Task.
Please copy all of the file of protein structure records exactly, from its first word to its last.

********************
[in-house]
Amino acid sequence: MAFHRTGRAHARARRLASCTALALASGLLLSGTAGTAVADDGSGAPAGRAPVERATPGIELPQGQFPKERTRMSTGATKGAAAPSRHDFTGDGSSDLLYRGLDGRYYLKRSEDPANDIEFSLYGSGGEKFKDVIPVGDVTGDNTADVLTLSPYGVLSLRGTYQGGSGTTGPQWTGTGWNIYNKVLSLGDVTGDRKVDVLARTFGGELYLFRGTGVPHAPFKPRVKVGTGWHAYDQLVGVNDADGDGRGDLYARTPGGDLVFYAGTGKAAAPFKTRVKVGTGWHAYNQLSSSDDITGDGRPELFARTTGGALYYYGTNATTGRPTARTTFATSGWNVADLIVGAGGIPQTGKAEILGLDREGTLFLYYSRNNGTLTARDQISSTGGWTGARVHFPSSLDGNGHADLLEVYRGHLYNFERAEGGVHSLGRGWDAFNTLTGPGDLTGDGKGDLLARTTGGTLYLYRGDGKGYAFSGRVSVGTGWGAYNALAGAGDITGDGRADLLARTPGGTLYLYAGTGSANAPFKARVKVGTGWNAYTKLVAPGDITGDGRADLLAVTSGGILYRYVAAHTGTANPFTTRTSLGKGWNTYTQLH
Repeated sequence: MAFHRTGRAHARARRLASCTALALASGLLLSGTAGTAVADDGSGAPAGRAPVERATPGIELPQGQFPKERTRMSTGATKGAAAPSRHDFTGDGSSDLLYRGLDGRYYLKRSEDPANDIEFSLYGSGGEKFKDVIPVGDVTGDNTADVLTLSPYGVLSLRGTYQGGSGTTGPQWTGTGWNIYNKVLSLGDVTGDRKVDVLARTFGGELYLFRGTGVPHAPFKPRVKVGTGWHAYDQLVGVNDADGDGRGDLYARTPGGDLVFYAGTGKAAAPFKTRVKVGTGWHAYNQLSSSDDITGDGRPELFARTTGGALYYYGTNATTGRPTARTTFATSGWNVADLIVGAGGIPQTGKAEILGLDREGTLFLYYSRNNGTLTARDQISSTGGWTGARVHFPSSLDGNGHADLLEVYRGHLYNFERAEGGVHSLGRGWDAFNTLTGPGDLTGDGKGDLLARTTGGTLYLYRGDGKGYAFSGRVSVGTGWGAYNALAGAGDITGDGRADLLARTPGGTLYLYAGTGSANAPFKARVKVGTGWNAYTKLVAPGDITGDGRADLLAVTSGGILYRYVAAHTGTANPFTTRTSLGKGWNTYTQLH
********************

[in-house]
Amino acid sequence: MAFHRTGRAHARARRLASCTALALASGLLLSGTAGTAVADDGSGAPAGRAPVERATPGIELPQGQFPKERTRMSTGATKGAAAPSRHDFTGDGSSDLLYRGLDGRYYLKRSEDPANDIEFSLYGSGGEKFKDVIPVGDVTGDNTADVLTLSPYGVLSLRGTYQGGSGTTGPQWTGTGWNIYNKVLSLGDVTGDRKVDVLARTFGGELYLFRGTGVPHAPFKPRVKVGTGWHAYDQLVGVNDADGDGRGDLYARTPGGDLVFYAGTGKAAAPFKTRVKVGTGWHAYNQLSSSDDITGDGRPELFARTTGGALYYYGTNATTGRPTARTTFATSGWNVADLIVGAGGIPQTGKAEILGLDREGTLFLYYSRNNGTLTARDQISSTGGWTGARVHFPSSLDGNGHADLLEVYRGHLYNFERAEGGVHSLGRGWDAFNTLTGPGDLTGDGKGDLLARTTGGTLYLYRGDGKGYAFSGRVSVGTGWGAYNALAGAGDITGDGRADLLARTPGGTLYLYAGTGSANAPFKARVKVGTGWNAYTKLVAPGDITGDGRADLLAVTSGGILYRYVAAHTGTANPFTTRTSLGKGWNTYTQLH
Repeated sequence: MAFHRTGRAHARARRLASCTALALASGLLLSGTAGTAVADDGSGAPAGRAPVERATPGIELPQGQFPKERTRMSTGATKGAAAPSRHDFTGDGSSDLLYRGLDGRYYLKRSEDPANDIEFSLYGSGGEKFKDVIPVGDVTGDNTADVLTLSPYGVLSLRGTYQGGSGTTGPQWTGTGWNIYNKVLSLGDVTGDRKVDVLARTFGGELYLFRGTGVPHAPFKPRVKVGTGWHAYDQLVGVNDADGDGRGDLYARTPGGDLVFYAGTGKAAAPFKTRVKVGTGWHAYNQLSSSDDITGDGRPELFARTTGGALYYYGTNATTGRPTARTTFATSGWNVADLIVGAGGIPQTGKAEILGLDREGTLFLYYSRNNGTLTARDQISSTGGWTGARVHFPSSLDGNGHADLLEVYRGHLYNFERAEGGVHSLGRGWDAFNTLTGPGDLTGDGKGDLLARTTGGTLYLYRGDGKGYAFSGRVSVGTGWGAYNALAGAGDITGDGRADLLARTPGGTLYLYAGTGSANAPFKARVKVGTGWNAYTKLVAPGDITGDGRADLLAVTSGGILYRYVAAHTGTANPFTTRTSLGKGWNTYTQLH